Palabras clave:
Diálisis peritoneal
Factores inflamatorios del dializado
MIF
Tasa de transporte peritoneal de soluto
Texto completo
Introduction

End-stage renal disease (ESRD) was a serious public health problem with very high mortality and morbidity if lacking seasonable treatment. The major therapy for ESRD included kidney transplantation and dialysis.1 Peritoneal dialysis (PD) was a kind of renal replacement therapy with satisfactory efficacy.2 Effective ultrafiltration and convective transport of solutes was the pivotal function of PD. Preservation of the peritoneal membrane structure was a key point to the long-term success of PD treatment. Constant exposure of the peritoneum to bio-incompatible dialysis solutions with high concentrations of glucose resulted in deleterious changes to the peritoneal structure, which was associated with unfavorable clinical outcome.3 Both high glucose and glucose degradation products could impair cellular functions in peritoneal tissue, ultimately lead to peritoneal fibrosis.

Previous studies have confirmed that accumulation of advanced glycation end products in the peritoneal tissues promoted human peritoneal mesothelial cells synthesizing various inflammatory markers (e.g. macrophage migration inhibitory factor, MIF and tumor necrosis factor-α). More interestingly, the level of peritoneal cavity local micro-inflammation increased significantly with the extension of PD treatment time.4 Several previous studies have indicated that the micro-inflammation in peritoneal dialysis effluent was a risk factor for the increased peritoneal small-solute transport rate (PSTR),5,6 which was a common peritoneal membrane functional alteration during long-term PD treatment.2,7 It has been confirmed that high PSTR was an independent risk factor for PD therapy termination and death.8 However, the relationship between abdominal local micro-inflammation and faster PSTR remains controversial.9 Furthermore, in recent years, MIF has assumed a central role as a regulator of innate immunity and inflammatory cytokine network,10 but the impact of peritoneal local MIF on PSTR still remained unclear. Therefore, we performed this study to investigate the possible association between various inflammatory cytokines (e.g. MIF) and PSTR in patients undergoing PD.

Methods and materialsParticipants

This study included 80 patients who were treated with PD from January 2018 to January 2020 in the First ShaoYang Hospital of Shaoyang College. The eligibility of the candidate was defined as follows: those patients with an age range from 18 to 80 years. In addition, these patients should be treated with continuous ambulatory peritoneal dialysis (CAPD) using conventional lactate-buffered glucosebased PD solution (Baxter, Guangzhou, China). Most patients adopted a 4×2L1.5% glucose PD solution (PDS) dialysis prescriptions, and the percentage of patients using 2.5% glucose PD solution was calculated. The subjects with any active infectious disease (e.g. systematic inflammation, peritonitis), active liver, immune disease, cancer or other abdominal operation and PD related peritonitis history were excluded. This study was approved by the ethics committee of the First ShaoYang Hospital of Shaoyang College.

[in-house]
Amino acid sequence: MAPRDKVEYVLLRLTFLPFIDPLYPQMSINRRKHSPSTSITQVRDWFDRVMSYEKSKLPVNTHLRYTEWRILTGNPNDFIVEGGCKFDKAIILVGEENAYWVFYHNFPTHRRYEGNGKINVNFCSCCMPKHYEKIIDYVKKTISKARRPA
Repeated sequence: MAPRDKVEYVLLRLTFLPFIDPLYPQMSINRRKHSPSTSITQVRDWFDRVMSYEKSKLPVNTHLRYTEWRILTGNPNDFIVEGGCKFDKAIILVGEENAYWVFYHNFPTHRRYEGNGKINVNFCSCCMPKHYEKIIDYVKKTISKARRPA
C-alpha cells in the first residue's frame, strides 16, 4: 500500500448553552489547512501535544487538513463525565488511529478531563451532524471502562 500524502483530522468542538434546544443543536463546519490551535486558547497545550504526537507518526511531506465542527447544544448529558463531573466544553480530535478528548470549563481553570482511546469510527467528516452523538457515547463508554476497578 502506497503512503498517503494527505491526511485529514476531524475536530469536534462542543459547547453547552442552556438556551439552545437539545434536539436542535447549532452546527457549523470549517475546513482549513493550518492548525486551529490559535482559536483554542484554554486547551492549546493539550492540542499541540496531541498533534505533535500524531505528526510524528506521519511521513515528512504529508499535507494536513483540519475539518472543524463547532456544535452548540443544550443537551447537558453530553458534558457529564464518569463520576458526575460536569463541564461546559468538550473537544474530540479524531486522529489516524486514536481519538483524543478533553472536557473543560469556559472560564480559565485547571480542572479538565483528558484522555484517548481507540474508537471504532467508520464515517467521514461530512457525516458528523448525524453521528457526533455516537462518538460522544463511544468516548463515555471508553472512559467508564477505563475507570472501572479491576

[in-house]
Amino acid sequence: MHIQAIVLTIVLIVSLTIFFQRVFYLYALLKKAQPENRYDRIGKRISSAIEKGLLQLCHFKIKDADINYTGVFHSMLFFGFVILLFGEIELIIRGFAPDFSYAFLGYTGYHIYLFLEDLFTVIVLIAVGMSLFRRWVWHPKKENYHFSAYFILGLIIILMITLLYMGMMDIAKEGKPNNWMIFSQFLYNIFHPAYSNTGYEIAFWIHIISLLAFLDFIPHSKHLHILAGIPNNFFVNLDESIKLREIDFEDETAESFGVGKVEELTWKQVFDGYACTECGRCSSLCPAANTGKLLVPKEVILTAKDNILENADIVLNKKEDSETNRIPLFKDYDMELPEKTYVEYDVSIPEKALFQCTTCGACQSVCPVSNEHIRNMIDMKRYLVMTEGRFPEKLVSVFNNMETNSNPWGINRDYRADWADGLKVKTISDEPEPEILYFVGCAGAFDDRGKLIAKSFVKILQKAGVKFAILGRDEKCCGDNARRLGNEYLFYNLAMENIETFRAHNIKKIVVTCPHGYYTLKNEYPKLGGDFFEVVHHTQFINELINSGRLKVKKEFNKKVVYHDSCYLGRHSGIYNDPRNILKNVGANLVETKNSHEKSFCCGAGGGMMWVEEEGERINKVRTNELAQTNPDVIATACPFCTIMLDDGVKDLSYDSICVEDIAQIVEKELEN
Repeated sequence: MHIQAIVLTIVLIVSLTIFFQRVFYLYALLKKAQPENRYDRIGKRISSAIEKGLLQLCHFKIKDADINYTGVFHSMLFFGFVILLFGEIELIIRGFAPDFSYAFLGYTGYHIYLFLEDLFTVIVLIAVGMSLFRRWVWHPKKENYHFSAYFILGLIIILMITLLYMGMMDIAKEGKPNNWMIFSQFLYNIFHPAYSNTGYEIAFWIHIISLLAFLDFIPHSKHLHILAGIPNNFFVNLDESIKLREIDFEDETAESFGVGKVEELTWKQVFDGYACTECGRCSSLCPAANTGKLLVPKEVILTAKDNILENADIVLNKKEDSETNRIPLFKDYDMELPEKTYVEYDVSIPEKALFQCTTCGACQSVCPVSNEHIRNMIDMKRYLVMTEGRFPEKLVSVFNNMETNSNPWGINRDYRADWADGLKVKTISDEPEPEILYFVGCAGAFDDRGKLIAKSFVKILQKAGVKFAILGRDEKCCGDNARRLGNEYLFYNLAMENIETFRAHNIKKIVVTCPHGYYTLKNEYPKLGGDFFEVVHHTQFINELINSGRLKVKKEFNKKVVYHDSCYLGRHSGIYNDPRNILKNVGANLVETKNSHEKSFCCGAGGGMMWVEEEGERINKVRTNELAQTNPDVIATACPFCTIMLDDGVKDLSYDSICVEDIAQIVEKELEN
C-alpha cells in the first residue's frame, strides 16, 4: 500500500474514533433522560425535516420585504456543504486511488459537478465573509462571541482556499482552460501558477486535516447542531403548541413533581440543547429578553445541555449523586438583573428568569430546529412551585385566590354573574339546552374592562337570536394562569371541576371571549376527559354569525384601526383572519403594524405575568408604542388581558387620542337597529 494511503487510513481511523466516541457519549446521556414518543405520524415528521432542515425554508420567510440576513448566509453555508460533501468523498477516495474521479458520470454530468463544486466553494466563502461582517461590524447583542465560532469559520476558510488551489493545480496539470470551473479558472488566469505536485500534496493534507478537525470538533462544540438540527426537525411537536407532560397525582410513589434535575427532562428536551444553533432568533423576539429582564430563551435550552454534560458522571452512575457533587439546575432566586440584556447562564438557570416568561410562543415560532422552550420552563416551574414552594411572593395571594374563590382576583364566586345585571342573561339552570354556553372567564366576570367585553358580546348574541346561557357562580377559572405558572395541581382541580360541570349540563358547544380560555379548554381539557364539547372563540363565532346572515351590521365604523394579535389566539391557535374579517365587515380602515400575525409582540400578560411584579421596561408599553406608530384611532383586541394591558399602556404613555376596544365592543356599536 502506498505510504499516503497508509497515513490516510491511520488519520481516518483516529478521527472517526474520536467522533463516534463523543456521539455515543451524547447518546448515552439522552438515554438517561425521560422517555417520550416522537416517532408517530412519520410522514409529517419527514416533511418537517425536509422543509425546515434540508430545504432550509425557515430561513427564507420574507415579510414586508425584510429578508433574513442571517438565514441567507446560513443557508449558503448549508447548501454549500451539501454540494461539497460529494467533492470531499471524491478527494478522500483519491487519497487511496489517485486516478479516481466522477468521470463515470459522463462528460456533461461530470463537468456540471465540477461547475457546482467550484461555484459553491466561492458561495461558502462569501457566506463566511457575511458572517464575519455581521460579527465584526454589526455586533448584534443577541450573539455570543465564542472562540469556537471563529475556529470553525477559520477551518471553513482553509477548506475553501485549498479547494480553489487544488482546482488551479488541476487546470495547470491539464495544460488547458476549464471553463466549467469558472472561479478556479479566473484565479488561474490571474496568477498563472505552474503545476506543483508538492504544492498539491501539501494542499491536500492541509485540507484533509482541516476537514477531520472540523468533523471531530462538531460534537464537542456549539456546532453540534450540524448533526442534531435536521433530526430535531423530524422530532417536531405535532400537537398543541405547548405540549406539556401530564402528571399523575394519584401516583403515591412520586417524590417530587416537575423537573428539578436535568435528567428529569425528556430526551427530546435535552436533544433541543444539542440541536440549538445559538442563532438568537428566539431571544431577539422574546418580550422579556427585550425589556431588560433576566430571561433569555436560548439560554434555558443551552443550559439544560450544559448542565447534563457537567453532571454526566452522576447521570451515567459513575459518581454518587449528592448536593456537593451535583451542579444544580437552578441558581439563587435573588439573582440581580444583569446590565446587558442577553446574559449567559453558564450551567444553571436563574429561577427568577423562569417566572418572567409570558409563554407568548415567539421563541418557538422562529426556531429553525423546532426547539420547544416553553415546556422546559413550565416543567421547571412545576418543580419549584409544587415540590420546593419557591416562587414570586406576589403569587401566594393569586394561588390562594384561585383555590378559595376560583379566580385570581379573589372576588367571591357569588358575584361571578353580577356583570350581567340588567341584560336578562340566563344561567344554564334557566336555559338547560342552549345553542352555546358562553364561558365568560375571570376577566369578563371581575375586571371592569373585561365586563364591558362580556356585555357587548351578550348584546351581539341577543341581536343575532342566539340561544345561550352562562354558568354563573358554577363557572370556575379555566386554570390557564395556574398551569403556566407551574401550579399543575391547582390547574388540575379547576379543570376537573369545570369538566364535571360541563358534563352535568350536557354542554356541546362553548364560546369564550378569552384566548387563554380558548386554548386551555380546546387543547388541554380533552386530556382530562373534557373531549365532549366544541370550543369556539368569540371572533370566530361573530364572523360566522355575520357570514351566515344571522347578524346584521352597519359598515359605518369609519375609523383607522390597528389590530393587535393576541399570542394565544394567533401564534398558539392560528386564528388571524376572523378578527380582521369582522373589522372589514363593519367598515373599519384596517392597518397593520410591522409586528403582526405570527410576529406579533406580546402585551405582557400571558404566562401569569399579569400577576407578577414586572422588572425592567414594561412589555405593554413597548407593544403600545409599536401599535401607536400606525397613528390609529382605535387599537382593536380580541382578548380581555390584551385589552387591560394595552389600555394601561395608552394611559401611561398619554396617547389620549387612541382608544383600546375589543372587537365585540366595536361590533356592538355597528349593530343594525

Data collection and inflammatory factor detection

Standard questionnaire survey was used to collect the information on age, sex, weight, height and personal history (e.g. antihypertensive medications). The blood pressure was measured by an experienced nurse. The blood sample of included subjects were collected to detect blood glucose (BS), serum creatinine (SCr), hemoglobin (Hb), parathyroid hormone (PTH), blood calcium (Ca), blood phosphorus (IP) using automatical biochemical analyzer (OLMPUS AU100, Japan) in the central laboratory of the First ShaoYang Hospital, Blood C-reactive protein (CRP) was measured using immunonephelometry assay (Beckman Coulter, Inc., Fullerton, CA, USA).

The levels of MIF, Intedeukin-6 (IL-6), monocyte chemoattractant protein-1 (MCP-1), vascular endothelial growth factor (VEGF), tumor necrosis factor-ɑ (TNF-ɑ), transforming growth factor-β (TGF-β) in the peritoneal dialysis effluent was detected with ELISA technique. Dialysate sampling was from an overnight dwell. The test kits of MIF (CSB-E08330h), IL-6 (CSB-E04638h), MCP-1 (CSB-E04655h), VEGF (CSB-E11718h), TNF-α (CSB-E04740h), TGF-β (CSB-E04725h) were obtained from Wuhan CUSABIO BIOTECH CO., Ltd.

Definition

Weekly urea clearance index (weekly Kt/V urea) was calculated to assess the efficiency of PD,11 the peritoneal equilibrium test (PET) was calculated to evaluate PSTR. For the PET, 2L of 2.5% glucose PDS was used, the dialysate-to-plasma ratio of creatinine at 4h (4h D/P Cr) and the protein catabolic rate were determined as previously described.12 Based on the value of 4h D/P Cr, High transport of PSTR (group H) was defined as from 0.82 to 1.03, High-average transport of PSTR (group HA) was defined as from 0.65 to 0.81, Low-average transport of PSTR (group LA) was defined as from 0.50 to 0.64, Low transport of PSTR (group L) was defined as from 0.34 to 0.49. In order to avoid affecting measurement accuracy of standardized ultrafiltration, we defined the standardized morning ultrafiltration of all patients using 1.5% PDS overnight dwell, and PET was performed at the later of this study.